Gathering all the beneficiaries to receive cash on a particular day has become a problem because local politicians come on that day to demand that their supporters should also be paid. In Ibadan South West, APC local leaders query why members of opposition parties are beneficiaries but many members of the ruling party are not. They demand a fresh list of beneficiaries because the data of the current recipients were generated in 2014 before APC came into power.
“We have been having this problem, Oladipo says. “The politicians are accusing us of empowering opposition party members.” The politicians are acting on ignorance, he says, because the financial assistance is targeted at the poor and vulnerable households regardless of party affiliation.
Paying cash also comes with a deduction of beneficiary’s entitlement. Between N1, 000 and N3, 000 are taken from the beneficiaries in Oyo every payment cycle while in Niger, it is between N500 and 1,000. In Anambra, no money is being taken from the beneficiaries yet. The beneficiaries are to use to the deduction to run their mandatory cooperative societies. But not all the beneficiaries want to join a cooperative society.
Beneficiaries in Oyo State have been threatened that they will not be paid again if they do not form cooperative societies and make a certain amount of contribution. “The stipend will not be stopped,” says Oladipo “It is just that some of them are apathy to the cooperative and we are only using that tactics to get them to form cooperative and save money because the money will one day stop coming.”
But Rafiu Ajao and Jaleel Ganiyu, community leaders at Agbokojo and Amunigun believe that a cooperative society is not necessary and forcing the beneficiaries to part with their money for cooperative is unfair. They point out that the beneficiaries from each community will have to register a cooperative society in the local government with the sum of N10, 000.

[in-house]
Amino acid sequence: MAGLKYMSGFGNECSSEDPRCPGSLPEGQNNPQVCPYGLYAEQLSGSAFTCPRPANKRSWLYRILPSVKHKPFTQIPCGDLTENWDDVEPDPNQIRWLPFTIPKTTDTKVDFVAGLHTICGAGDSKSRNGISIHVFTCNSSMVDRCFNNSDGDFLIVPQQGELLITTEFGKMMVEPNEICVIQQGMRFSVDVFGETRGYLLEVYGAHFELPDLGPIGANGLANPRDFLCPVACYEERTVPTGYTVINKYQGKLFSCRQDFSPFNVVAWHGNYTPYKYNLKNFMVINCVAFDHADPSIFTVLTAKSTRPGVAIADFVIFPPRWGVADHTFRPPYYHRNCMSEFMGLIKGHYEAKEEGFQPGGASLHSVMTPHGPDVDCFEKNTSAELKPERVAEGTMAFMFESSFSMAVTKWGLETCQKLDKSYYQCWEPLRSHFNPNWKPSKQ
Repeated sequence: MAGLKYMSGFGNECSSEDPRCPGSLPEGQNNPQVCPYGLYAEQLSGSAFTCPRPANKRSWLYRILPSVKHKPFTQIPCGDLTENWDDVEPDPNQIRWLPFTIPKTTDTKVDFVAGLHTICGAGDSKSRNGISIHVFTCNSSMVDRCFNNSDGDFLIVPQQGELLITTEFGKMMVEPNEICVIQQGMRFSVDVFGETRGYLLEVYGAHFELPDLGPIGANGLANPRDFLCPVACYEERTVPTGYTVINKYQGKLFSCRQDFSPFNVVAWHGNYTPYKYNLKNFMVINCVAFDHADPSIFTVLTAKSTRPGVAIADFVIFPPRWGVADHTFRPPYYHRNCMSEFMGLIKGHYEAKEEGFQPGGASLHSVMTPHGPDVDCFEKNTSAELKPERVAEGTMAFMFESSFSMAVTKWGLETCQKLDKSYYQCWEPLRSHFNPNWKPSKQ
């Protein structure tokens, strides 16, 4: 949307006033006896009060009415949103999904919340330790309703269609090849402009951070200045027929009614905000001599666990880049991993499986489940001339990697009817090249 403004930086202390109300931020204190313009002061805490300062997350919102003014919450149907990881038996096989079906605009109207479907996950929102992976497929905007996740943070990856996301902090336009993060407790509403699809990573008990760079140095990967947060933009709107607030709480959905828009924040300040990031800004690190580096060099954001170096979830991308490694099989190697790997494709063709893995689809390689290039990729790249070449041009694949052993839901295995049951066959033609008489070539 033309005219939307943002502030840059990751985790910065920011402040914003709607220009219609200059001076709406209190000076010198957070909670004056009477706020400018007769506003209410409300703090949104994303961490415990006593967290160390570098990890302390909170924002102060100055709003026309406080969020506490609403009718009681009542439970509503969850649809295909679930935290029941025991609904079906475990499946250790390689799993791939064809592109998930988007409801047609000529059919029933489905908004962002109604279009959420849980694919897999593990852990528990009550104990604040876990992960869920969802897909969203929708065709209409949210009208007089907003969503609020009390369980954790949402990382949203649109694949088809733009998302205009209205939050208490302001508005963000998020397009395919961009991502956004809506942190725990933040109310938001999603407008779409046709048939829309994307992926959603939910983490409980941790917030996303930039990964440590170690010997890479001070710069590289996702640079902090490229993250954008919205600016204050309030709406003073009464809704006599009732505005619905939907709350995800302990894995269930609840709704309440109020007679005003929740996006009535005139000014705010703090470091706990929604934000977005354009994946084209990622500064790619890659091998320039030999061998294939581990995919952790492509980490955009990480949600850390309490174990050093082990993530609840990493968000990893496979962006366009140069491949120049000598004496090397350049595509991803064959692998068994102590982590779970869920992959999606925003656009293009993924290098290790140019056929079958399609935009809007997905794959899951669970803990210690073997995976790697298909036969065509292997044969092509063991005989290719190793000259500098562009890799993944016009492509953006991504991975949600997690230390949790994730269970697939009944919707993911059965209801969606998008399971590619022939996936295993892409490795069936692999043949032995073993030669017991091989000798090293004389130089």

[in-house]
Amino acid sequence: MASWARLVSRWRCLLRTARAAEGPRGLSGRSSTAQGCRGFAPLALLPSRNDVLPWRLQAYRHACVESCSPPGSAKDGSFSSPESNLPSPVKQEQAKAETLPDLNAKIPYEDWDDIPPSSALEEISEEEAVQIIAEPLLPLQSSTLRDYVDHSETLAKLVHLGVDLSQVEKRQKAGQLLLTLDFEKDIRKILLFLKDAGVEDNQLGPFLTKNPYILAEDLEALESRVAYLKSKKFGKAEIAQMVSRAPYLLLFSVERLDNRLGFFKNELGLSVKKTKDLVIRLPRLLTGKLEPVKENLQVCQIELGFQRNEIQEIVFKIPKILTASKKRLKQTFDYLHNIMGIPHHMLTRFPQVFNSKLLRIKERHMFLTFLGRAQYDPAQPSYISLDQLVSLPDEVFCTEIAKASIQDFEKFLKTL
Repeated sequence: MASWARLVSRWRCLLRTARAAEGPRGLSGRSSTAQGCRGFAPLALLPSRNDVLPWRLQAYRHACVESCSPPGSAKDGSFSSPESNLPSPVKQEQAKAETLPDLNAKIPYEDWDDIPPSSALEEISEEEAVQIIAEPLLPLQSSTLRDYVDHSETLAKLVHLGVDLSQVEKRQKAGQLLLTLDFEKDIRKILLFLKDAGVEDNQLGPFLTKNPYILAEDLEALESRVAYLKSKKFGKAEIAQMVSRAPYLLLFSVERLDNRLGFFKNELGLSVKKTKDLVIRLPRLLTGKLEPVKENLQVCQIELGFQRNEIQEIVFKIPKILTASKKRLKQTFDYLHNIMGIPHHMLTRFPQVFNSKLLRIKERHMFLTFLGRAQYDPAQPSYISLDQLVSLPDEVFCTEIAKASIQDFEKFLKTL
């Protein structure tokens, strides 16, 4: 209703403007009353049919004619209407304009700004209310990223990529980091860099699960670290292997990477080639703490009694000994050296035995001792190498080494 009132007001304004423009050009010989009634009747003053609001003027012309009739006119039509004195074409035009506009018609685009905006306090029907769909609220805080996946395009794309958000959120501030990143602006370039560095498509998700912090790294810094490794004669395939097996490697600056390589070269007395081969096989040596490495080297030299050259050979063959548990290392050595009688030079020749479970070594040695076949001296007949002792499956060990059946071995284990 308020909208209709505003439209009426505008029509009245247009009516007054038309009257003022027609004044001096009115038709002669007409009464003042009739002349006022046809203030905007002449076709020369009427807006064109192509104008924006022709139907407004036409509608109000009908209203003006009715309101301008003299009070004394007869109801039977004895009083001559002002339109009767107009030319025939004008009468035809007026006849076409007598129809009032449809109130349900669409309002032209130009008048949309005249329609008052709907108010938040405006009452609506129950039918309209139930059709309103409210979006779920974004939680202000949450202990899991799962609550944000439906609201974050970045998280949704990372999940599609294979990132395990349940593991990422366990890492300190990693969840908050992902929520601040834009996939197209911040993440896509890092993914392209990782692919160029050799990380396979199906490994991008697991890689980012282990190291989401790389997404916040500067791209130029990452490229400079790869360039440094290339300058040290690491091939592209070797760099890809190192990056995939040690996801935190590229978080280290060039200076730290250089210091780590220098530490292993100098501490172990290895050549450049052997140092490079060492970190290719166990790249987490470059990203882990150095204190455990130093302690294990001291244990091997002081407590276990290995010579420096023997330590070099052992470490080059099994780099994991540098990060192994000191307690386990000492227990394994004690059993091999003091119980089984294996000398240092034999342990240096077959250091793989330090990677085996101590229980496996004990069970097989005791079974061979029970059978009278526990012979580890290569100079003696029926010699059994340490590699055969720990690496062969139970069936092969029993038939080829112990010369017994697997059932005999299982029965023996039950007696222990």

Ajao argues that many of the beneficiaries are very old or have a chronic illness that they will not be able to do any business if they are given loan from the cooperative. “Cooperative won’t work because if they borrow money from cooperative, they can’t repay it.”
Aduke Adeniran, a recipient from Atere, agrees that a cooperative society will not work. She says the 12 beneficiaries from her community have esusu where they contribute N2, 000 for one of them on each payment cycle until it goes round to each member.
BADLY THOUGHT OUT SOCIAL PROTECTION
A focal person for the cash transfer programme in one of the states tells the ICIR that the federal government started the scheme in a haphazard fashion.
“They responded to pressure because people were castigating them that they promised N5, 000 to the poor but did not pay when they gained power. They were in a hurry to start and that is why we have all these problems.”
This focal person says that the money being wasted on the scheme should have been used to provide basic amenities in the communities instead of a cash transfer that discriminates against communities and exclude the poorest households.
The National Cash Transfer Office shared a success story of a community in Kogi State that saved up the grant to erect a borehole, an indication that providing basic amenities for these communities is better than the cash transfer.
The cash transfer programme currently covers 20 states while the rest of the 16 states and the Federal Capital Territory are yet to be brought on board. States are required to sign an agreement with the federal government as well as provide an office space and staff to run the programme.
But in some of the states, the enumerators use false information to put the names of their relatives and friends in the social register to gain from the cash transfer, says a senior staff of the National Cash Transfer Office.
- This investigation was supported by Ford Foundation and the International Centre for Investigative Reporting, ICIR.